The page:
• An order from a local health department mandating a workplace closure for cleaning and disinfecting.

Whether the operations of a trade or business are considered essential or non- essential will often vary from jurisdiction to jurisdiction. An employer should determine whether it is operating an essential or non-essential business by referring to the governmental order affecting the employer’s operation of its trade or business.

Example 10: Governor of State Y issues an order that all non-essential businesses must close from March 20, 2020, until April 30, 2020. The order provides a list of non- essential businesses, including gyms, spas, nightclubs, barber shops, hair salons, tattoo parlors, physical therapy offices, waxing salons, fitness centers, bowling alleys, arcades, racetracks, indoor children’s play areas, theaters, chiropractors, planetariums, museums, and performing arts centers. The governor’s order is a governmental order limiting the operations of non-essential businesses; therefore, employers with non- essential businesses to which the governmental order applies may be considered eligible employers for purposes of the employee retention credit.

Example 2: Mayor of City Y holds a press conference encouraging residents to practice social distancing to prevent the spread of COVID-19. The statement during the press conference is not an order limiting commerce, travel, or group meetings. Accordingly, the mayor’s statement would not be a governmental order for purposes of the employee retention credit.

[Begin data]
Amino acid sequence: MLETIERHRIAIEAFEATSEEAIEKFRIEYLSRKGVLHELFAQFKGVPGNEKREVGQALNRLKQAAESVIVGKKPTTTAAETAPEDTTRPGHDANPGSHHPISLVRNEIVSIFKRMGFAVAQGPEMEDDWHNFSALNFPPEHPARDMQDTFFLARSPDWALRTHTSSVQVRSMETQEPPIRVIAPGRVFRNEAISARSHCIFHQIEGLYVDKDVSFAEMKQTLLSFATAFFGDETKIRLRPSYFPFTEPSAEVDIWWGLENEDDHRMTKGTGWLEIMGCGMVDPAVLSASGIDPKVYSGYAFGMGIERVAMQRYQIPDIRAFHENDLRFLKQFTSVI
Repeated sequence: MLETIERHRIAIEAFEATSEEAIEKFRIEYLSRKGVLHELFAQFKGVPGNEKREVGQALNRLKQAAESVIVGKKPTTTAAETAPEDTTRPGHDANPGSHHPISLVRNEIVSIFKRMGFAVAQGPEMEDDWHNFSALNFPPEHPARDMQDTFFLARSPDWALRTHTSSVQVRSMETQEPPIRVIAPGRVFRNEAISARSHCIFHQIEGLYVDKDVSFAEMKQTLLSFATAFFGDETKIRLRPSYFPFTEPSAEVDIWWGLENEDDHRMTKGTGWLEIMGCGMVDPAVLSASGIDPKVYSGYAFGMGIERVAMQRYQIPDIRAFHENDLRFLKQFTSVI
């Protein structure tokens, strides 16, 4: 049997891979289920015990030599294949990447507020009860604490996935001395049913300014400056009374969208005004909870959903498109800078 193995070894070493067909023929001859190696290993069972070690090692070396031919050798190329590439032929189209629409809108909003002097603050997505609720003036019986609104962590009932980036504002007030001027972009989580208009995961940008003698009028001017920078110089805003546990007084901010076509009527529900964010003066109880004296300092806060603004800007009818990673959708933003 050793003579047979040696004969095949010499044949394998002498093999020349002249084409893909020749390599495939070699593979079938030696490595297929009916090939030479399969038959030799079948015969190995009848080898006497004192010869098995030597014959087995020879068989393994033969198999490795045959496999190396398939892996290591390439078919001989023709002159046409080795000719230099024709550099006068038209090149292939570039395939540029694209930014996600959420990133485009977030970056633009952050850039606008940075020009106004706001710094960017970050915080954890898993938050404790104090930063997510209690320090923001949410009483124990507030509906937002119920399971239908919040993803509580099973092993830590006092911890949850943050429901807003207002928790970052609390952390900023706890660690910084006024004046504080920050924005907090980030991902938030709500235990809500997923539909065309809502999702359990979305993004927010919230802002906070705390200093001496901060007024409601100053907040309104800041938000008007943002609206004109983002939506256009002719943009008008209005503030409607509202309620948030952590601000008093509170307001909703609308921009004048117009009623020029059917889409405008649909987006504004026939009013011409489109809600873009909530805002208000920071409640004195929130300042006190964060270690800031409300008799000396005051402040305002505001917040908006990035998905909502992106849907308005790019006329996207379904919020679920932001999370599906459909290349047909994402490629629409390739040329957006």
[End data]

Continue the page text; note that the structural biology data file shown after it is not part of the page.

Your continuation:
Example 3: A restaurant is ordered by a local health department to close due to a health code violation. Since the order is unrelated to COVID-19, it would not be considered a governmental order for purposes of the employee retention credit.

For more information about the Employee Retention Credit (ERC) IRS Notice 2021-20, visit the Internal Revenue Service (IRS) Department of the Treasury, official IRS.gov tax website.

Conclusion and Summary on What “orders from an appropriate governmental authority” may be taken into account by an employer for purposes of determining eligibility for the employee retention credit? – #10 ERC IRS Notice 2021-20

The answer to Question #10: “What “orders from an appropriate governmental authority” may be taken into account by an employer for purposes of determining eligibility for the employee retention credit?” was answered in detail above. It was found under section C. Governmental Orders in IRS Notice 2021-20. 

Leave a comment below if you have further questions on the Employee Retention Credit (ERC) or for clarifications on What “orders from an appropriate governmental authority” may be taken into account by an employer for purposes of determining eligibility for the employee retention credit?

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Cover Image Credit: Irs.gov / IRS Notice 2021-20 / Disaster Loan Advisors.